The Coquitlam Crunch Challenge: Embracing Diversity
On August 29, 2010 starting at 6:00 a.m., Coquitlam resident and Safe Harbour co-ordinator Alexander Bell began to climb up and down the popular hiking trail, the Coquitlam Crunch, as many times as he could in one day, after teaming up with the Coquitlam Foundation to launch a Diversity Initiative Fund for Coquitlam. Bell’s goal was to raise $10,000 over five years so that the fund would begin to generate enough interest to start distributing annual grants within the Tri-Cities. That goal was achieved in 2015.
“My vision for the future is to have people representing every diversity group to join me in the Coquitlam Crunch ‘Diversity’ Challenge.”
To date, over $20,000 has been raised for the Community Diversity Fund (held and administered by the Coquitlam Foundation) which provides grants to Tri-Cities’ individuals, non-profit organizations, or community groups initiating actions, programs or education aimed at improving integration and participation by diversity groups, identified by the community as being socially or financially marginalized. The fund now generates a yearly diversity grant of approximately $800.
Read our summation for our 2018 event HERE.
Here we grow again! In 2016 the Nothin Dragon Masters team became the new co-benefactors, hosts, and organizers of the event. The Coquitlam based 50+ dragon boat team is made up primarily of seniors who refuse to sit idle. This diverse group, while dealing with the challenges associated with aging, aim to keep an active and healthy lifestyle. Not only does the club support close to 70 masters (male and female) athletes who compete throughout the year, they are also involved in the community and mentor challenged youth from the Tri-Cities in the sport of dragon boating. They also support the Riverside Secondary dragon boat team.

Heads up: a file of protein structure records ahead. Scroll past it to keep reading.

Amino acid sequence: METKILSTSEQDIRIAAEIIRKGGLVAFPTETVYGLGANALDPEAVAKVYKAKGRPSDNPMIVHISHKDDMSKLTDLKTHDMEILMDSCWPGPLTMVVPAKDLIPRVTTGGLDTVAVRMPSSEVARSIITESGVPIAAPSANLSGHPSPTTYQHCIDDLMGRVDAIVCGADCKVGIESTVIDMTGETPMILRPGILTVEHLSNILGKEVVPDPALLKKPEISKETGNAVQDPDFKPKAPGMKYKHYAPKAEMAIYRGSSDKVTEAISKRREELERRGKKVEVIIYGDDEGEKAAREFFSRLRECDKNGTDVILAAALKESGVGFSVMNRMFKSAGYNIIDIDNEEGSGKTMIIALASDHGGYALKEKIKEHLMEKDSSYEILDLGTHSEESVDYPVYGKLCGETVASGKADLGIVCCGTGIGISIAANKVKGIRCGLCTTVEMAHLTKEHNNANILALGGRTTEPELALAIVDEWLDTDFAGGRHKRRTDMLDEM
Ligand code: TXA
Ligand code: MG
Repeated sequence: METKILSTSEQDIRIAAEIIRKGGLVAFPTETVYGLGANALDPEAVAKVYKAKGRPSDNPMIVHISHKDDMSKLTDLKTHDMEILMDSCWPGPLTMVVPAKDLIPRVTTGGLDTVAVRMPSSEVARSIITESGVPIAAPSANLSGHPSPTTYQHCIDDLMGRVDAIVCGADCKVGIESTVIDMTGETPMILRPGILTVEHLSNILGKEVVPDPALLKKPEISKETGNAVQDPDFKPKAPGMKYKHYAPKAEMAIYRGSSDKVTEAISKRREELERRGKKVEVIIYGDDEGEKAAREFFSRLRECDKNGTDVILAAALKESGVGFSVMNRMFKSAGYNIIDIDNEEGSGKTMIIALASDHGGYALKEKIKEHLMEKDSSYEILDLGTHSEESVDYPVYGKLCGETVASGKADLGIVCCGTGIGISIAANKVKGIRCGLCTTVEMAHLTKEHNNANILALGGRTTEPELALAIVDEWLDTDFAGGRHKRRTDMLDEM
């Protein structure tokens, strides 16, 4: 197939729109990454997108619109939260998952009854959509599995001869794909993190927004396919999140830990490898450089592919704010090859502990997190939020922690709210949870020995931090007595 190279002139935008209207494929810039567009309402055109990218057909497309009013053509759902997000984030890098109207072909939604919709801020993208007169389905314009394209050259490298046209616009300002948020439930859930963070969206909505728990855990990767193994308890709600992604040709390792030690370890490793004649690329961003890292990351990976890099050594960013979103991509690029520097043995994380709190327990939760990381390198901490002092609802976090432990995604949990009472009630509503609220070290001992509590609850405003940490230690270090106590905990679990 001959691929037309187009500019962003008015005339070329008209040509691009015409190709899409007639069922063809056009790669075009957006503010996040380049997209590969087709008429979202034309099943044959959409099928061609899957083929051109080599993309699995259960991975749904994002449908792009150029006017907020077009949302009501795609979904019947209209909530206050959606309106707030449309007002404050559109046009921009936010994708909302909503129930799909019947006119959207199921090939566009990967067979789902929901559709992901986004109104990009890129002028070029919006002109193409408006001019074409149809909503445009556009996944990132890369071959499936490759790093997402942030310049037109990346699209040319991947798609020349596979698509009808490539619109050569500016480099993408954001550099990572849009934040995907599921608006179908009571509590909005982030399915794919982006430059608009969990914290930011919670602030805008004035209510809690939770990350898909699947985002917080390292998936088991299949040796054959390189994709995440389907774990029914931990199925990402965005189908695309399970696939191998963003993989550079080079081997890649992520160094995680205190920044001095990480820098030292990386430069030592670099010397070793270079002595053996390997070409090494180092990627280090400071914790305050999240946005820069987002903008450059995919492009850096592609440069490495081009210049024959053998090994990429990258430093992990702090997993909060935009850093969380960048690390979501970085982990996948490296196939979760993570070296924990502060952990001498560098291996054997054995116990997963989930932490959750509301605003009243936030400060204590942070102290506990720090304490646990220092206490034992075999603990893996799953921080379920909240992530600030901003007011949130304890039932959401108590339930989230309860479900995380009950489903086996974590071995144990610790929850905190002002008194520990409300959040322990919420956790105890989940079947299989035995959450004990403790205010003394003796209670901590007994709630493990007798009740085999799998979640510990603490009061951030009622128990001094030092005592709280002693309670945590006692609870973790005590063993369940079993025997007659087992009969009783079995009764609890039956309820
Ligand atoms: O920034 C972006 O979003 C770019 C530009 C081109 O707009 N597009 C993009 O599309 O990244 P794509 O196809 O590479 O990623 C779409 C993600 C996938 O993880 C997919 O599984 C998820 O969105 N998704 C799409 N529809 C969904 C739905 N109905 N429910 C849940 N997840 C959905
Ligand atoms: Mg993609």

Learn more about the Nothin Dragon Masters HERE.
Location: The Coquitlam Crunch Trail is a major landmark in the City of Coquitlam. We would like to acknowledge that it sits on the unceded traditional territory of the Kwikwetlem First Nation. The beloved urban hiking trail is a 2.2 km long climb with over 240 metres in elevation change.